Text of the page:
Writing Magazine

Writing Magazine October 2020

The saying goes that “everyone has a story in them” and it’s the mission of Writing Magazine to help you get yours out. Brought to you by real experts who know what it takes to improve your writing or get published, this monthly magazine is a must-have for all writers. Whether you write fiction, poetry, drama, children’s books, non-fiction or anything else, each issue features tips, practical exercises and real-life advice, that will not only help you get all that creativity onto the paper but also, get your name and profile out into the industry. With writing masterclasses from professionals, industry news, events listings, competitions where you can submit your work for fantastic prizes and real paid writing opportunities, Writing Magazine has everything you need to hone and improve your talents.

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United Kingdom
Warners Group Publications Plc
5,61 €(Inkl. MwSt.)
48,60 €(Inkl. MwSt.)
12 Ausgaben

in dieser ausgabe

1 Min
dear reader

Plans to shift production to Writing Magazine HQ didn’t quite pan out this month, with many of us based in areas that have retightened lockdown restrictions. But despite the uncertainty, there has been a silver lining – staying as we were has allowed us to plough all our energies into this bumper issue, always one of the biggest and most important of the year. In addition to the competition supplement, this issue also marks the launch of our massively popular Picture Book Prize competition and we’re thrilled to be able to highlight one of its early successes, Sophie Kirtley (p26), whose debut novel has just been published and is going down very well with younger members of the WM editorial tribe, and even more successful winners on p56. Proof, if…

5 Min
the world of writing

SELL BOOKS BEFORE YOU PUBLISH THEM Sharmaine Lovegrove, who worked for two decades as a bookseller before becoming the publisher at Dialogue Books, says that her party trick is to provide a ten-book reading list by knowing three books a person loves and two they hate. In ‘You must spend a year in a bookshop before you get a job in publishing’, her contribution to the Guardian series 21 brilliant ideas to remake the world, Sharmaine puts the case that it would transform the books that are published and the stories that are told. ‘I’ve long been shocked at the disconnect between publishers and bookshops,’ she writes. ‘The industry’s sole aim is to connect authors to readers by producing books from manuscripts. For many years this activity has been carried out by a…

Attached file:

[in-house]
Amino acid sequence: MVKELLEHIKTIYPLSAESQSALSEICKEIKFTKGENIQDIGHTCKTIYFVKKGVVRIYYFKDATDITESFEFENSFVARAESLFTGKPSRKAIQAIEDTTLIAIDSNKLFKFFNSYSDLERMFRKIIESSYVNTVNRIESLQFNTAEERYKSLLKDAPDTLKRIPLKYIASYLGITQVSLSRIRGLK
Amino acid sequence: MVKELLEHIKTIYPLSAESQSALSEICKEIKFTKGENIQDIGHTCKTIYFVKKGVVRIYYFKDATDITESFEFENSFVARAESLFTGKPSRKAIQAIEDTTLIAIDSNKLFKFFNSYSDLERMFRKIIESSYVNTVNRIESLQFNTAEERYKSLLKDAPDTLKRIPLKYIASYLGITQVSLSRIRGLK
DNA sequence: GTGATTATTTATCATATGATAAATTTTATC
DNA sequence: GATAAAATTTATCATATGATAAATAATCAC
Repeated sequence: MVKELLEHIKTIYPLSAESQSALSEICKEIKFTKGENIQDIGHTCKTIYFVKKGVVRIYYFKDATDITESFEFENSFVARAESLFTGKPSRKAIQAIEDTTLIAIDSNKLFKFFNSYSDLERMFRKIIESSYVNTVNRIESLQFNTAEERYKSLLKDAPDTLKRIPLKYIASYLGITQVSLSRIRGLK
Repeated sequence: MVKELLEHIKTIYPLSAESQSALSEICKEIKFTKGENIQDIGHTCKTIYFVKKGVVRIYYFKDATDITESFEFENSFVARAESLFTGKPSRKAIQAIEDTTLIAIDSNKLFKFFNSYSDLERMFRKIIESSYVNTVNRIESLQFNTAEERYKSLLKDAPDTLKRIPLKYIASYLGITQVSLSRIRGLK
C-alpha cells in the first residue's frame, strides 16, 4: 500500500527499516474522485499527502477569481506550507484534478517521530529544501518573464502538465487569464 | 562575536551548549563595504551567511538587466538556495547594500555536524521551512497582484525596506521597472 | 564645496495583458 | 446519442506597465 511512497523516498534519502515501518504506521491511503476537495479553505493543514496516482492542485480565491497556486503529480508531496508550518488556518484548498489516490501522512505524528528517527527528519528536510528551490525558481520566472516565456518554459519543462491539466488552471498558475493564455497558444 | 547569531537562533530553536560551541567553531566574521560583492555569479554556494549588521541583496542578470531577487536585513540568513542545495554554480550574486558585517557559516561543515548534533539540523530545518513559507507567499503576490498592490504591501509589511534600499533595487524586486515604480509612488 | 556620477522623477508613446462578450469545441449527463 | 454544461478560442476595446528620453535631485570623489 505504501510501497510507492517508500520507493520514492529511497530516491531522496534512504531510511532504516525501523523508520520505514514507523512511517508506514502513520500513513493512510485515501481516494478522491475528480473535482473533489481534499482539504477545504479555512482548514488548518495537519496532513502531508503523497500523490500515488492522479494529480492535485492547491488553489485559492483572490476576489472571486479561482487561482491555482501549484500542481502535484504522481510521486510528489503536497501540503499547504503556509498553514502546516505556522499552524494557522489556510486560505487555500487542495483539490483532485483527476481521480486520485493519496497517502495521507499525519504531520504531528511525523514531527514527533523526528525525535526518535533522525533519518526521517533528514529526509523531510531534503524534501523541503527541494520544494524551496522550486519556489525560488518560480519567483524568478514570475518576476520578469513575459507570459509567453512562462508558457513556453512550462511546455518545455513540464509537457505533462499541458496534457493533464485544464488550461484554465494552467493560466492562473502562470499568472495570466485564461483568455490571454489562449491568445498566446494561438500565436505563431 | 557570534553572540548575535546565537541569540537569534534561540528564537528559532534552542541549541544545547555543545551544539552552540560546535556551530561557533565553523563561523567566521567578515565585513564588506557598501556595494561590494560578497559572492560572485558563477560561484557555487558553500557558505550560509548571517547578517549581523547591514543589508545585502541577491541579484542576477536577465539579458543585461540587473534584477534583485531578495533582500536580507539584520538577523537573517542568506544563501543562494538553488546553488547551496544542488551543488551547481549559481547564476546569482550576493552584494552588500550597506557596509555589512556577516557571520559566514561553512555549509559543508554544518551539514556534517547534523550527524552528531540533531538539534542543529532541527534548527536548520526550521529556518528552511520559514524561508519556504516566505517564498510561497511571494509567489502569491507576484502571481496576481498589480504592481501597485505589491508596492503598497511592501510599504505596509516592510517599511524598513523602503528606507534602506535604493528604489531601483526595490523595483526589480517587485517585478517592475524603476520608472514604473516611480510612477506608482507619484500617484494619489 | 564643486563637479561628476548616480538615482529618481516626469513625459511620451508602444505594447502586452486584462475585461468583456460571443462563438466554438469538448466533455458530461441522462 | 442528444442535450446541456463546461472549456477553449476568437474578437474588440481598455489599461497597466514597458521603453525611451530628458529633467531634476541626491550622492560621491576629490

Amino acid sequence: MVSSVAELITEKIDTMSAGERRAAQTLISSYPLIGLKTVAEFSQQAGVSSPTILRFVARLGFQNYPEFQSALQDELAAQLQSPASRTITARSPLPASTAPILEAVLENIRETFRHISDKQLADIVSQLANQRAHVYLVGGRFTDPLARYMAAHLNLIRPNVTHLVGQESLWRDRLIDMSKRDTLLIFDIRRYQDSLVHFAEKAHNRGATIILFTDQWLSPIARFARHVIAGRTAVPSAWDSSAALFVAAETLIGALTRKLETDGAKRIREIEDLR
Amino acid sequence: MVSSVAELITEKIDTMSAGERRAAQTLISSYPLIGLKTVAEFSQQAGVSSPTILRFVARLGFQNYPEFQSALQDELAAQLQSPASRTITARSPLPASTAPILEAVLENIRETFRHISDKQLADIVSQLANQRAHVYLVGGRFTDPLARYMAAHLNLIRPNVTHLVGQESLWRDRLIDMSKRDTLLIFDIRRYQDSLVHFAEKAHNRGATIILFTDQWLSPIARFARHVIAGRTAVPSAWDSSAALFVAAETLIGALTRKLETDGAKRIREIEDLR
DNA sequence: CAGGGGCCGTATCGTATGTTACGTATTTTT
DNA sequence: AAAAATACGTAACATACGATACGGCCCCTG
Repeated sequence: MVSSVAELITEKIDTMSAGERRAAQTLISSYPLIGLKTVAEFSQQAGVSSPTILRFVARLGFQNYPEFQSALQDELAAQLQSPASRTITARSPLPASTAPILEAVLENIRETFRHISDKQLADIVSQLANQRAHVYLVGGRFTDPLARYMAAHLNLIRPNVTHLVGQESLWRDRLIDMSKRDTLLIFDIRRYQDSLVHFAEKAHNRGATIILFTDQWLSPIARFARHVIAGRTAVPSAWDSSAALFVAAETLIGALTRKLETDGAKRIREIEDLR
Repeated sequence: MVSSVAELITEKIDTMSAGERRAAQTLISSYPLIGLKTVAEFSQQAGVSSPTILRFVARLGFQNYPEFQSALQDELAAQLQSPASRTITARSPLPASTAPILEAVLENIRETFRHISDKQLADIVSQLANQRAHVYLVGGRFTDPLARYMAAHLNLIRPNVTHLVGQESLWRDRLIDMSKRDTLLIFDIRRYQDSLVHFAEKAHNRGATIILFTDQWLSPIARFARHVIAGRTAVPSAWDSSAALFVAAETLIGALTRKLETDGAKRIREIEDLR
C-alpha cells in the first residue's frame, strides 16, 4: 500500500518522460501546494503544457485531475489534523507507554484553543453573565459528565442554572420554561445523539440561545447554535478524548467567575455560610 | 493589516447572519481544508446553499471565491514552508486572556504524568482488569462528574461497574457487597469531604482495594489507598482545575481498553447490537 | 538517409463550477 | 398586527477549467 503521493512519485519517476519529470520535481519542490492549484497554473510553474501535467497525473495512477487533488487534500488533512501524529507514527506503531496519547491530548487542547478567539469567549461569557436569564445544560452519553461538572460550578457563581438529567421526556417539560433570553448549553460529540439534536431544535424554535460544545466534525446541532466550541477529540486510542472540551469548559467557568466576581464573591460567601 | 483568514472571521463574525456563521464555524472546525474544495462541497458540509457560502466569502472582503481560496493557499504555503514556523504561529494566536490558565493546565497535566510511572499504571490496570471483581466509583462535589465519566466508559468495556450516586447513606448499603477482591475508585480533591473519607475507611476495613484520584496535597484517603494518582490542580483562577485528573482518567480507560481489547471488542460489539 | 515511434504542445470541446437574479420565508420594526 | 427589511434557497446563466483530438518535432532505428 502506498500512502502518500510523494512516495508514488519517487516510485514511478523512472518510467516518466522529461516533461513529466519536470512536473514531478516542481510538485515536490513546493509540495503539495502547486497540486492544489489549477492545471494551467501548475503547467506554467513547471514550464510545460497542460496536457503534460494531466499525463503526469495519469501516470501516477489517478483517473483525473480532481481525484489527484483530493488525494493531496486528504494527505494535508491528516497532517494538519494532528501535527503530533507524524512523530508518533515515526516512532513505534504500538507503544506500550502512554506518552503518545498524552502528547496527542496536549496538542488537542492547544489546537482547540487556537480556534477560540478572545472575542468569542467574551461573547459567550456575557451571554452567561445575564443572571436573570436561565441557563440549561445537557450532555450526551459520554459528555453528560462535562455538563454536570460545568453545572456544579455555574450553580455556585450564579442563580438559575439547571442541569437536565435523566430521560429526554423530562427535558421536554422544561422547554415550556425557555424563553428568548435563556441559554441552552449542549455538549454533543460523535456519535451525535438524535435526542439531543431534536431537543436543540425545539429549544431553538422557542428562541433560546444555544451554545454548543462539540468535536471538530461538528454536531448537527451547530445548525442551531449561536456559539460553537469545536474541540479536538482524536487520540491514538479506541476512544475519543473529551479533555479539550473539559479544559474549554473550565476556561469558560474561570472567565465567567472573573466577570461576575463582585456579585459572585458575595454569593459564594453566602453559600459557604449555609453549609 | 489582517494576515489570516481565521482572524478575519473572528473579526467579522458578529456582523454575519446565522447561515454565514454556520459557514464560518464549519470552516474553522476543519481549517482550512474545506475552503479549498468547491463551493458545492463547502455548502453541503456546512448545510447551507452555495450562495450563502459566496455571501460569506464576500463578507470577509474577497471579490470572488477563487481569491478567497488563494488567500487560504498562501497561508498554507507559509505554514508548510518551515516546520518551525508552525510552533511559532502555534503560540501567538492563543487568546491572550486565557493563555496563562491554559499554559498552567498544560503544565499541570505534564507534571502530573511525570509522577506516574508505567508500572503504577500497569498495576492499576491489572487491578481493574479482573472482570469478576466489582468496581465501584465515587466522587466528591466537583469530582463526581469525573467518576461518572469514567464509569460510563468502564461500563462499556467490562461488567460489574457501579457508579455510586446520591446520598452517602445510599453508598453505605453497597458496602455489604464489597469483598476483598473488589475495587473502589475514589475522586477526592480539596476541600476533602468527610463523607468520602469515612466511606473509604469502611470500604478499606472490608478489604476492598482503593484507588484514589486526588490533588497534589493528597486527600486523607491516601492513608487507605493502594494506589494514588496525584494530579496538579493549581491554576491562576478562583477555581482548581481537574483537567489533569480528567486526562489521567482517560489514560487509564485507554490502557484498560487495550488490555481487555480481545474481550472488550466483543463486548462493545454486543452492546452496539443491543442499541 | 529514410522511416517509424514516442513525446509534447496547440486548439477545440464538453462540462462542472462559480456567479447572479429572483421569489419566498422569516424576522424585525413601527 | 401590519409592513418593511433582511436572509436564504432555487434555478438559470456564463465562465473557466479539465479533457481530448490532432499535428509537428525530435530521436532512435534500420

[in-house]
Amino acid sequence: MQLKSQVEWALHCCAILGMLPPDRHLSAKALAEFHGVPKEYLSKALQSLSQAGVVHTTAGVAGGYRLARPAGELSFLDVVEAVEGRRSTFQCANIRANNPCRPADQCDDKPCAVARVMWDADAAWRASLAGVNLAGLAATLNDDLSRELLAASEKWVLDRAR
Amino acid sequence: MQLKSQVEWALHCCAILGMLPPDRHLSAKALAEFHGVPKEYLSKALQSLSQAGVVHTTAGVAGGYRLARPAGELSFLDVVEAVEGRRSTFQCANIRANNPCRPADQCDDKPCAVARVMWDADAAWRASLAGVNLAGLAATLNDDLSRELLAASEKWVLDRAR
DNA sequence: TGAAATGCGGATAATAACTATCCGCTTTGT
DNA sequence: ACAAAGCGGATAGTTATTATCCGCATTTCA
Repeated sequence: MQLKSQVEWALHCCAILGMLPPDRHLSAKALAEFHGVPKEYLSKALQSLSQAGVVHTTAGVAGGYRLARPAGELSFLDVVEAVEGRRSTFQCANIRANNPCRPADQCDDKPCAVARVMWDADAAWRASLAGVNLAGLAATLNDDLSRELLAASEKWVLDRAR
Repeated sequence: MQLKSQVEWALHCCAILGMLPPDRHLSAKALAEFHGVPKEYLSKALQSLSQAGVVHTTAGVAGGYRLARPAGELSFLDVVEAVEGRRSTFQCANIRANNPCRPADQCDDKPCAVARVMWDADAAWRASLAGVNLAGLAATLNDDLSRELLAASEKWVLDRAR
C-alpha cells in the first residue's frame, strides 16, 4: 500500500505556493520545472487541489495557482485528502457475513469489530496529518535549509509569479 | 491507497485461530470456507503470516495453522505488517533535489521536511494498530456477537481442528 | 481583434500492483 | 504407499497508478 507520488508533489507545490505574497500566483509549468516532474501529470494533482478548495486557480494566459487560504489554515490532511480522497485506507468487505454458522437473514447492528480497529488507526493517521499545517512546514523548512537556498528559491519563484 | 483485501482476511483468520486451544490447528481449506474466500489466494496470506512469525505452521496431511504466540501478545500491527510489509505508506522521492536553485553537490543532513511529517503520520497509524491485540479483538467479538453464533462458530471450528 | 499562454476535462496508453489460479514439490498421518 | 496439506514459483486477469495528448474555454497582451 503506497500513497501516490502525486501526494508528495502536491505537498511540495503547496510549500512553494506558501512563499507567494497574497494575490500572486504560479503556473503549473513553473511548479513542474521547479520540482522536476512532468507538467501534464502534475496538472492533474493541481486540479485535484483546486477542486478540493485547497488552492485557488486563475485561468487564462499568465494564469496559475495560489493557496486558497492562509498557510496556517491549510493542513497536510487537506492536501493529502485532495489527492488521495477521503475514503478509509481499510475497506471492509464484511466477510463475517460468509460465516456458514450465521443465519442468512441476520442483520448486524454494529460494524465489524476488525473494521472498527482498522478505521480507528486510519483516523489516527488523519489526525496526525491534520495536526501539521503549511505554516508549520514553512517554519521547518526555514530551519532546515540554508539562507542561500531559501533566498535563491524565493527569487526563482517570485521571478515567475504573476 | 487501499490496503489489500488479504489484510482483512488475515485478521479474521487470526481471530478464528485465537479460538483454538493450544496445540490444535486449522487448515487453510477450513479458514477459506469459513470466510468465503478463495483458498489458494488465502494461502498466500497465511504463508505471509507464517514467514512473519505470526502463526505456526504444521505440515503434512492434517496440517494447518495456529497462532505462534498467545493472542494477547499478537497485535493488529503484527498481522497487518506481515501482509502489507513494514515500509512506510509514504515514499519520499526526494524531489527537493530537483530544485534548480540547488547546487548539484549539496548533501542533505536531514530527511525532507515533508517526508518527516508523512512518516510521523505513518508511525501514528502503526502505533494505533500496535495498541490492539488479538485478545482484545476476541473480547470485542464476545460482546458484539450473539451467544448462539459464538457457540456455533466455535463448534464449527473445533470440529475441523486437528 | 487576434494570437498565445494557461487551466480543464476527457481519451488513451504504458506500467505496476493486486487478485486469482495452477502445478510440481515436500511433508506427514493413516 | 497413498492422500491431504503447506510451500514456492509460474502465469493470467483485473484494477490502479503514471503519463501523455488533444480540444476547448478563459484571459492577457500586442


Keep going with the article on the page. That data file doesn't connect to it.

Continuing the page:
8 Min
letters to the editor

Write to: Letters to the editor, Writing Magazine, Warners Group Publications plc, 5th Floor, 31-32 Park Row, Leeds LS1 5JD; email: letters@writersnews.co.uk. (Include your name and address when emailing letters. Ensure all letters, a maximum of 250 words, are exclusive to Writing Magazine. Letters may be edited.) When referring to previous articles/letters, please state month of publication and page number. STAR LETTER Not fade away The first time I purchased Writing Magazine was on the day I was diagnosed with a terminal, degenerative neurological illness. I knew my words would eventually fade so I suddenly developed a compulsive need to write. I suffered from huge imposter syndrome reading about all the other skilled writers, but with the help of your magazine, my small weekly writing group (Jude) and an amazing course at The Novelry…

5 Min
a helping handout

Throughout the health crisis, the Society of Authors has shared around £1 million in hardship grants with authors. ‘It is no exaggeration to say that this grant helped me, and my family, to survive.’ This was writer Rob Young’s response to receiving a Contingency Fund grant from the Society of Authors in April. Like many professional writers, illustrators and creatives, the early days of the Covid-19 health crisis were filled not only with adapting to life in lockdown – but they were also defined by email inboxes filled with cancelled contracts, projects, events and performances. Rob continued: ‘Writing is, was and always will be a precarious profession but these are remarkable times. I have been a full-time writer for 22 years and the risk of losing all I’ve worked for is a raw…

3 Min
counting the costs

One of the more arcane parts of the publishing process is the mystery that is scheduling. Quite aside from the strange fact that from time immemorial all books have been published on a Thursday there are the long and often heated conversations that publishers have about when exactly a book should be published. There are two elements to it. The wider strategic question of which season to publish into and the equally important tactical question of which ‘range date’ (ie which Thursday) should be the exact publication day. Autumn and the lead into Christmas is the busiest time of year in the bookshops and publishers put their biggest non-fiction titles and many of their most-loved novelists into the autumn. At least one range date in October is always known as ‘super Thursday’…

5 Min
my father, the war hero

I started writing the book the day my father died, in 1986. It was all very sudden and unexpected. One day he was there, the next he was gone. Pneumonia. I sat on his bed, and idly started clearing his bedside table. And there it was, the notebook. Scruffy, ancient and dog-eared. I flicked through the pages. A diary of some kind, the pages filled with tiny pencil scribbles in my father’s inimitable and illegible handwriting. Putting it to one side, to look at later, it was a couple of years or more before I returned to it. When I did, and started deciphering the script, I realised that it had been written during the early 1940s, and that it told a story, day by day, that was almost completely new to me,…